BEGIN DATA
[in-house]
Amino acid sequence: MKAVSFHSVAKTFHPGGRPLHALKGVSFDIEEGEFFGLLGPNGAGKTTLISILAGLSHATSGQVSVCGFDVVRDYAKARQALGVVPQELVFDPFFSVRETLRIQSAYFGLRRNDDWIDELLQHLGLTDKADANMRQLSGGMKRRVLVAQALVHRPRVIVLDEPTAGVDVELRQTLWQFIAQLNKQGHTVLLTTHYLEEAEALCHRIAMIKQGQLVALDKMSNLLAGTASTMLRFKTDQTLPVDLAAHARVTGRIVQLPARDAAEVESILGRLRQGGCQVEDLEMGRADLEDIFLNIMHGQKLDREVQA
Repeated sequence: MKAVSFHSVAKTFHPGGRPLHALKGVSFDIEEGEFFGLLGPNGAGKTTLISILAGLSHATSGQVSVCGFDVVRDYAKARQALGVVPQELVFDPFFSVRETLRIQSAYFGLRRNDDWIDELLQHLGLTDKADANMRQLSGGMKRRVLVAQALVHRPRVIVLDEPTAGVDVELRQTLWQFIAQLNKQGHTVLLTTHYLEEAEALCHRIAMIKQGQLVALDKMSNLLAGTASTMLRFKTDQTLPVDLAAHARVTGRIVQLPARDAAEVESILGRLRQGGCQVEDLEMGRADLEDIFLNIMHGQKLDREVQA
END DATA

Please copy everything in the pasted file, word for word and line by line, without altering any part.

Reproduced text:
[in-house]
Amino acid sequence: MKAVSFHSVAKTFHPGGRPLHALKGVSFDIEEGEFFGLLGPNGAGKTTLISILAGLSHATSGQVSVCGFDVVRDYAKARQALGVVPQELVFDPFFSVRETLRIQSAYFGLRRNDDWIDELLQHLGLTDKADANMRQLSGGMKRRVLVAQALVHRPRVIVLDEPTAGVDVELRQTLWQFIAQLNKQGHTVLLTTHYLEEAEALCHRIAMIKQGQLVALDKMSNLLAGTASTMLRFKTDQTLPVDLAAHARVTGRIVQLPARDAAEVESILGRLRQGGCQVEDLEMGRADLEDIFLNIMHGQKLDREVQA
Repeated sequence: MKAVSFHSVAKTFHPGGRPLHALKGVSFDIEEGEFFGLLGPNGAGKTTLISILAGLSHATSGQVSVCGFDVVRDYAKARQALGVVPQELVFDPFFSVRETLRIQSAYFGLRRNDDWIDELLQHLGLTDKADANMRQLSGGMKRRVLVAQALVHRPRVIVLDEPTAGVDVELRQTLWQFIAQLNKQGHTVLLTTHYLEEAEALCHRIAMIKQGQLVALDKMSNLLAGTASTMLRFKTDQTLPVDLAAHARVTGRIVQLPARDAAEVESILGRLRQGGCQVEDLEMGRADLEDIFLNIMHGQKLDREVQA